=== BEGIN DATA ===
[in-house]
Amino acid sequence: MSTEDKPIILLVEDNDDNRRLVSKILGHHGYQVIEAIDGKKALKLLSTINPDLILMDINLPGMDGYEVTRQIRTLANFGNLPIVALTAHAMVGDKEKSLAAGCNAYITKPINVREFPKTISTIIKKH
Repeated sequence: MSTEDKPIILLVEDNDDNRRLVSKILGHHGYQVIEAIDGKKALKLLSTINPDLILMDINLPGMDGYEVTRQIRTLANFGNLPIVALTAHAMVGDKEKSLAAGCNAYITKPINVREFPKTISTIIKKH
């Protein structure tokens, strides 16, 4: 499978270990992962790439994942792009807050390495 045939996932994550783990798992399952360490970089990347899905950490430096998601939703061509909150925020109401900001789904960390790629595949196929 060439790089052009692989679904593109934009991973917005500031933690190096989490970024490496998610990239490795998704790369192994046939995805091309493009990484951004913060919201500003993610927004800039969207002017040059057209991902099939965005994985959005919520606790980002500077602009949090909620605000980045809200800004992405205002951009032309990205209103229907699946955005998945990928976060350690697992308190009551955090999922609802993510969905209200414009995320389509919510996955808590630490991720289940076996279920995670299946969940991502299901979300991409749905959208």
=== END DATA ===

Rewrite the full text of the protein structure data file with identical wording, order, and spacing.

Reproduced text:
[in-house]
Amino acid sequence: MSTEDKPIILLVEDNDDNRRLVSKILGHHGYQVIEAIDGKKALKLLSTINPDLILMDINLPGMDGYEVTRQIRTLANFGNLPIVALTAHAMVGDKEKSLAAGCNAYITKPINVREFPKTISTIIKKH
Repeated sequence: MSTEDKPIILLVEDNDDNRRLVSKILGHHGYQVIEAIDGKKALKLLSTINPDLILMDINLPGMDGYEVTRQIRTLANFGNLPIVALTAHAMVGDKEKSLAAGCNAYITKPINVREFPKTISTIIKKH
């Protein structure tokens, strides 16, 4: 499978270990992962790439994942792009807050390495 045939996932994550783990798992399952360490970089990347899905950490430096998601939703061509909150925020109401900001789904960390790629595949196929 060439790089052009692989679904593109934009991973917005500031933690190096989490970024490496998610990239490795998704790369192994046939995805091309493009990484951004913060919201500003993610927004800039969207002017040059057209991902099939965005994985959005919520606790980002500077602009949090909620605000980045809200800004992405205002951009032309990205209103229907699946955005998945990928976060350690697992308190009551955090999922609802993510969905209200414009995320389509919510996955808590630490991720289940076996279920995670299946969940991502299901979300991409749905959208």